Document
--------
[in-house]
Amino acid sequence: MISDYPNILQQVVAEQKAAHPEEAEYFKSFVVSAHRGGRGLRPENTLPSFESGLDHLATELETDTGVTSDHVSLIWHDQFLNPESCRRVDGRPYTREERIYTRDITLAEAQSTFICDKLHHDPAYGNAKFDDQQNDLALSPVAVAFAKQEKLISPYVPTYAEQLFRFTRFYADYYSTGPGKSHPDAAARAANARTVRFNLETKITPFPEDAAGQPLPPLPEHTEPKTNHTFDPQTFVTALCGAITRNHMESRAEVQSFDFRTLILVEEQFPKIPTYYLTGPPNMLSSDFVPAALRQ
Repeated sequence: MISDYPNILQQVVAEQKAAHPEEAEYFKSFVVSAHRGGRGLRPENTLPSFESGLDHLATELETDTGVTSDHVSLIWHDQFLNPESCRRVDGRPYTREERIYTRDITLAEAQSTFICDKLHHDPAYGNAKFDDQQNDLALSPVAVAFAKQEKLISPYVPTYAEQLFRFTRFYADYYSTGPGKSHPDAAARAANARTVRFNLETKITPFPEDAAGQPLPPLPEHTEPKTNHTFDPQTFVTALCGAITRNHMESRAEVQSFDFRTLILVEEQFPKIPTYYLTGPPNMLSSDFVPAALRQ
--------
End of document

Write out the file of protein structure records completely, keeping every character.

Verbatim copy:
[in-house]
Amino acid sequence: MISDYPNILQQVVAEQKAAHPEEAEYFKSFVVSAHRGGRGLRPENTLPSFESGLDHLATELETDTGVTSDHVSLIWHDQFLNPESCRRVDGRPYTREERIYTRDITLAEAQSTFICDKLHHDPAYGNAKFDDQQNDLALSPVAVAFAKQEKLISPYVPTYAEQLFRFTRFYADYYSTGPGKSHPDAAARAANARTVRFNLETKITPFPEDAAGQPLPPLPEHTEPKTNHTFDPQTFVTALCGAITRNHMESRAEVQSFDFRTLILVEEQFPKIPTYYLTGPPNMLSSDFVPAALRQ
Repeated sequence: MISDYPNILQQVVAEQKAAHPEEAEYFKSFVVSAHRGGRGLRPENTLPSFESGLDHLATELETDTGVTSDHVSLIWHDQFLNPESCRRVDGRPYTREERIYTRDITLAEAQSTFICDKLHHDPAYGNAKFDDQQNDLALSPVAVAFAKQEKLISPYVPTYAEQLFRFTRFYADYYSTGPGKSHPDAAARAANARTVRFNLETKITPFPEDAAGQPLPPLPEHTEPKTNHTFDPQTFVTALCGAITRNHMESRAEVQSFDFRTLILVEEQFPKIPTYYLTGPPNMLSSDFVPAALRQ